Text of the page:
Though I grew up as a Christian and a dancer, my first experience with consciously worshiping through dance happened in college after I had joined a dance ministry team.
My first performance with the group was a Christmas event with a local ministry in the Chicago suburbs. Rather than dancing to a recorded track, we performed with a gospel choir and a full orchestra. For as many times as I had been on stage, I had never shared it with more than one or two musicians. Live music of this scale promised to make for an impressive production.
And it was, but not for the reasons I was expecting. Being my first event with the team, I went onto the stage focused, with a performance mindset, and as the orchestra began and the choir chimed in, I felt the worshipful atmosphere envelope me.
I say and, not but, because what I realized here was that the two actions weren't opposed. The best way for me to participate in this overwhelmingly worshipful experience was to perform. I kept in step, counting out eights in my head, and at the same time, I felt profoundly connected to the worship that was happening around me. The intentions of the dancers, the musicians, the singers, and the worshipers in the audience were all set in line, going directly up to God. I praised God from a different angle that day, and I realized God was doing a new thing in my heart.
I still chronicle that night as one of the most worshipful experiences of my life, yet even as it was happening and as I pondered it afterward, I had some doubt. Was it really my experiencing God that made this instance so powerful or was I just caught up in the music or the excitement of being on stage?
As this performance was the beginning of three years of being deeply involved with this dance group, I have mulled over these thoughts again and again. I am always faced with the question, "What is worship, then, if this isn't it?"
I have always been told that worship is not any certain special action but an attitude of the heart—a true definition, albeit nebulous. I know that with this definition, dance can easily fall within the realms of good, pure worship, but so could any number of things. When did it just become a game of naming things what they aren't, and when was it truly transforming the manner in which we do things to glorify God?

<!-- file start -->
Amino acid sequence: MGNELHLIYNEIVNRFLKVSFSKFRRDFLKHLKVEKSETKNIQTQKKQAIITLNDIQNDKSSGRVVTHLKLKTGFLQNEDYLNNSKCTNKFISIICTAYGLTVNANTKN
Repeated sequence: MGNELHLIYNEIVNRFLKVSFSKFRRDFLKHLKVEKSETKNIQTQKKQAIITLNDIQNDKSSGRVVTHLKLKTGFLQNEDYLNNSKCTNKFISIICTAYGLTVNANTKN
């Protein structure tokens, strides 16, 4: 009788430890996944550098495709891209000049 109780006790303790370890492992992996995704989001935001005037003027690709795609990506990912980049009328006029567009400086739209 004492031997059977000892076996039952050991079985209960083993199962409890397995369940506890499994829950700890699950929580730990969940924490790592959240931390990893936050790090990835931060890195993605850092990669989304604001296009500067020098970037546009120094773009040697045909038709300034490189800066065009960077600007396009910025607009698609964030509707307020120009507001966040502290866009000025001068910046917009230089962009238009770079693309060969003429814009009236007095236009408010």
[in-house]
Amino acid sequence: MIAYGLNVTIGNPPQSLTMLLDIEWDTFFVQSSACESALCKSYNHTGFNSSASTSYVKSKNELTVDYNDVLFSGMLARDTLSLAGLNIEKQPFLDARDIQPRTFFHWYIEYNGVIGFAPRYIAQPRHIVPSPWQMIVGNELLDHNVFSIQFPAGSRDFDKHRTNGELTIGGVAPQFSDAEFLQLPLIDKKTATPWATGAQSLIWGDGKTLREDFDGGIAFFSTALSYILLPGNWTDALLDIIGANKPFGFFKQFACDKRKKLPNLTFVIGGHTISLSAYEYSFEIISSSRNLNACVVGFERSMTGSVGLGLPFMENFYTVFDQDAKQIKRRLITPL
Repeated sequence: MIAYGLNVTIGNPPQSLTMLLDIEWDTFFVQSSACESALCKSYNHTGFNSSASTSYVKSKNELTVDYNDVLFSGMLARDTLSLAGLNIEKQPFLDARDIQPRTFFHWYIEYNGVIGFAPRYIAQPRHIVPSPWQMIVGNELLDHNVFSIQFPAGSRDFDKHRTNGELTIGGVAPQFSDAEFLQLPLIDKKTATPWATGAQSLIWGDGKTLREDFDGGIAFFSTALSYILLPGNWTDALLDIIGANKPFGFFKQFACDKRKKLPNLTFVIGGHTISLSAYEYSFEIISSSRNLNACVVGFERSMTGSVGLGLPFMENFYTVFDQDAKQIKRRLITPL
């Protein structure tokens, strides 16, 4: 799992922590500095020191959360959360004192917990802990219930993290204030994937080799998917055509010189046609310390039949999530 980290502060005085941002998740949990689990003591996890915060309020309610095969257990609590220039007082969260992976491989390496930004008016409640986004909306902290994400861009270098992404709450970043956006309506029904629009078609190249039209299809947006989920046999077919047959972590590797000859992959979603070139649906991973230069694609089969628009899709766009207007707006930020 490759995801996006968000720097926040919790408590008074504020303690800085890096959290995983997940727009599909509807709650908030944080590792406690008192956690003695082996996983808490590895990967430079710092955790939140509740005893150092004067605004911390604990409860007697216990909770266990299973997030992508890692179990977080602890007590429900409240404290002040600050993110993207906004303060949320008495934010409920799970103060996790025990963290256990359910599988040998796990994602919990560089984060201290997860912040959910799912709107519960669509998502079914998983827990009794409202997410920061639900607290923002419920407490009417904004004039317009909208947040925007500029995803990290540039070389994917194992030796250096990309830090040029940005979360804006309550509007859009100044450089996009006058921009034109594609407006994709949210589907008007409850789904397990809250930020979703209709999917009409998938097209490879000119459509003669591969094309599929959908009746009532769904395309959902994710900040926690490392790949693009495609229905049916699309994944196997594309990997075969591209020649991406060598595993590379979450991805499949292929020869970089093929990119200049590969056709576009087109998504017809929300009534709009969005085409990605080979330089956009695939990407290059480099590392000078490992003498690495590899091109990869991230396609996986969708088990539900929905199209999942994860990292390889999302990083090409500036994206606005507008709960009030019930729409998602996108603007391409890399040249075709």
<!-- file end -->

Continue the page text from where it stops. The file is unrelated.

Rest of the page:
God began to reveal to me how I very easily categorized some styles of worship as good while others I instantly marked for review. The further I thought it all through, I saw that much of what I had understood of worship, I had learned from the church.
All too often, we allow our worship and our communication with God to become reliant on mental activities—listening to the words of a sermon, studying Scripture, or reading a spiritual book. In church, we are encouraged to take our worship to the next level and think on the words of a praise song as we sing them. That is a valid encouragement, but it also seems to suggest that it is the mental activity that gives worship its worth, as if the truth of the lyrics and the act of us saying them (even and especially when our minds have trouble accepting them) were not viable.
I had grown accustomed to discerning what is and is not from God by testing it with my mind—so accustomed, in fact, that when the time came when the Spirit was affirming something my mind couldn't box in, I had a small crisis. I was trusting in my own ability to reason out my faith rather than seeking the Spirit and trusting that as John 16:13 says, the Holy Spirit will "guide [us] into all truth."